One of the best ways to do this is to get behind the remarkable people who are applying entrepreneurial skills, not for profit, but rather to enhance the social and environmental conditions in our communities right across Canada.
These new approaches to community development—sometimes referred to as the “social economy”—are producing more and more success stories about a turn around in individual lives and distressed neighbourhoods—communities working to combat homelessness, address poverty and clean up the environment.
The Government of Canada wants to support those engaged in this entrepreneurial social movement. It will increase their access to resources and tools. The Government will, for example, work to widen the scope of programs currently available to small and medium-sized enterprises to include social enterprises.
The voluntary sector and the millions of Canadian volunteers are essential contributors to the quality, fairness and vitality of our communities. The Government will continue to advance the Voluntary Sector Initiative, to strengthen the capacity and voice of philanthropic and charitable organizations and to mobilize volunteers.
Another defining characteristic of our communities and of our reputation around the world is the vitality and excellence of our cultural life. Canada’s artists and cultural enterprises are among our best ambassadors, as well as being an increasingly dynamic element of the knowledge economy. Their work holds a mirror on our society and builds a legacy for future generations.
The Government will work with parliamentarians to modernize our arts and culture policies and federal cultural institutions to bring to bear the new technological possibilities of the digital age and to reflect Canada’s regional diversity and multiculturalism.
Linguistic duality is at the heart of our identity. It is our image in the world. It opens doors for us.
The Government will nurture this asset, which benefits all Canadians. It will ensure that minority language communities have the tools that enable their members to fully contribute to the development of Canadian society.
Building a 21st century economy
A strong economy, built to succeed in the 21st century, is the pre-condition to fulfilling our aspirations, as a nation and as individuals.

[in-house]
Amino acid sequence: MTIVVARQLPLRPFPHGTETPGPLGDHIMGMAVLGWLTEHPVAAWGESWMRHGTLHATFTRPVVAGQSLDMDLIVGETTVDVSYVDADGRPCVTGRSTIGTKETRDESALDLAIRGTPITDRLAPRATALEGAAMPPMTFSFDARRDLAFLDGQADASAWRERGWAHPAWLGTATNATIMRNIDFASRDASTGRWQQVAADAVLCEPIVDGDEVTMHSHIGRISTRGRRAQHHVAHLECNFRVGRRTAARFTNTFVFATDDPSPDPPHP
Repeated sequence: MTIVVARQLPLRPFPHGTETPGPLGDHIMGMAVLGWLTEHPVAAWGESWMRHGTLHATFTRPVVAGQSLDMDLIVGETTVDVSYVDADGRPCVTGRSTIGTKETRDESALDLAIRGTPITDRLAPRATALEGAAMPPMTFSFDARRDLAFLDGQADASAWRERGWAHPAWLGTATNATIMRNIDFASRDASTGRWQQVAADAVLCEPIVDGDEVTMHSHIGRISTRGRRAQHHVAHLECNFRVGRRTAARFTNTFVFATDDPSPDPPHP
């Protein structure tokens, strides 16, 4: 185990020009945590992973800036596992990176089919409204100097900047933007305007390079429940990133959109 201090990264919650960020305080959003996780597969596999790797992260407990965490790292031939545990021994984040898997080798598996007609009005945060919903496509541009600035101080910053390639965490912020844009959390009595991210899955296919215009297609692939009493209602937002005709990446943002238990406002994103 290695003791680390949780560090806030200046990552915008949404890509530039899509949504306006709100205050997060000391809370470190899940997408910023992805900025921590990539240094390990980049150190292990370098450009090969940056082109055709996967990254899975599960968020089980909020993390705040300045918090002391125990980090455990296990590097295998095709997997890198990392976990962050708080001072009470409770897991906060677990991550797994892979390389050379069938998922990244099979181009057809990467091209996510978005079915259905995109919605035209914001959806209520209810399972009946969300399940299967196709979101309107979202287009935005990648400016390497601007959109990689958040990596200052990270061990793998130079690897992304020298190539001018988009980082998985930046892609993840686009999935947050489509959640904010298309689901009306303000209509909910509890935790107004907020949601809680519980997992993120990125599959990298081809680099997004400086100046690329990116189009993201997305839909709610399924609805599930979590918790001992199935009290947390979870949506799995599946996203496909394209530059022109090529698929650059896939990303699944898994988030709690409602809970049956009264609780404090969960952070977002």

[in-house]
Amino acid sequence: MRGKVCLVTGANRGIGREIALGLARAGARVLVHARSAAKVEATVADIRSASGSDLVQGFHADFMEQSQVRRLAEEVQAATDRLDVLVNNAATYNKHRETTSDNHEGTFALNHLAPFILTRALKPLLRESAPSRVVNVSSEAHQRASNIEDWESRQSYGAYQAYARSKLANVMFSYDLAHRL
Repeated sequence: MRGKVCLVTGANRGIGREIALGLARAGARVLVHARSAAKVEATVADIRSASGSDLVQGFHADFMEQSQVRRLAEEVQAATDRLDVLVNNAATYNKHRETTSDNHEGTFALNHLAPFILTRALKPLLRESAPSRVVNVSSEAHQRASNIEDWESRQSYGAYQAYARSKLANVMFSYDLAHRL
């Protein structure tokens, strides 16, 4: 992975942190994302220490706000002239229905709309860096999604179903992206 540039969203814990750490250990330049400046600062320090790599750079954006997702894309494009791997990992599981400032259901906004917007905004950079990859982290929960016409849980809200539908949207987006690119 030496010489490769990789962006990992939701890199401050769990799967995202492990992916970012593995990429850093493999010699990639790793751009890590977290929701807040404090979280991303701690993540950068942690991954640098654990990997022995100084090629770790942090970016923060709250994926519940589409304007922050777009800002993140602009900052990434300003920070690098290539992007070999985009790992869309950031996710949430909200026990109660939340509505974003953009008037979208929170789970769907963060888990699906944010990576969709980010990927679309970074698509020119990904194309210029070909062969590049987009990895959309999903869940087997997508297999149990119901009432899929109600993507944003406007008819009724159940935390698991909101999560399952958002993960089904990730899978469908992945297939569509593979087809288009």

A nation’s social and economic goals are inseparable. A stronger economy requires stronger social foundations. And if we want to build a fairer, more equitable society, we need a stronger economy.
Where do we want to be a decade from now?
We want a Canada that is a world leader in developing and applying the path-breaking technologies of the 21st century—biotechnology, environmental technology, information and communications technologies, health technologies, and nanotechnology. Applying these capabilities to all sectors to build globally competitive firms, from start-ups to multinationals. And creating high-quality jobs that will meet the ambitions of young Canadians—and keep them in this country, working to build an even greater Canada.
We foresee a Canada that is a magnet for capital and entrepreneurs from around the world.
A Canada where the increasing number of women entrepreneurs have every opportunity to succeed and contribute a vital new dimension to our economy.
A Canada built on innovation with world-class research universities, smart regulation and innovative financing, all combining to make Canada a global leader in the commercialization of bright ideas.
A Canada where the benefits of the 21st century economy are being reaped from coast to coast to coast—on our farms, in our fishing, forest, and mining industries, and in our rural communities where modern communications are helping to surmount the barrier of distance.
This will be achieved primarily through the efforts of Canadians themselves. But government has an essential enabling role.
A sound macroeconomic environment is fundamental. To ensure that the hard-won gains of the past decade are never squandered, the Government of Canada is unalterably committed to fiscal prudence, as evidenced by annual balanced budgets and steady reduction in the debt relative to the size of the economy. This Government will not spend itself into deficit.
Canada is a trading nation. And a 21st century economy is an economy open to the world. Canadian goods, services, capital, people, and knowledge must be able to reach international markets.
There are growing opportunities for Canadian exporters and investors to complement our enormously successful relationship with the United States by building closer economic ties with other regions of the world. In particular, more attention will be focused on such newly emerging economic giants as China, India, and Brazil.
Investing in people will be Canada’s most important economic investment.
The Government’s goal is to ensure that a lack of financial resources will not be allowed to deny, to those with the motivation and capacity, the opportunity to learn and aspire to excellence in pursuing a skilled trade, a community college diploma, or university degree.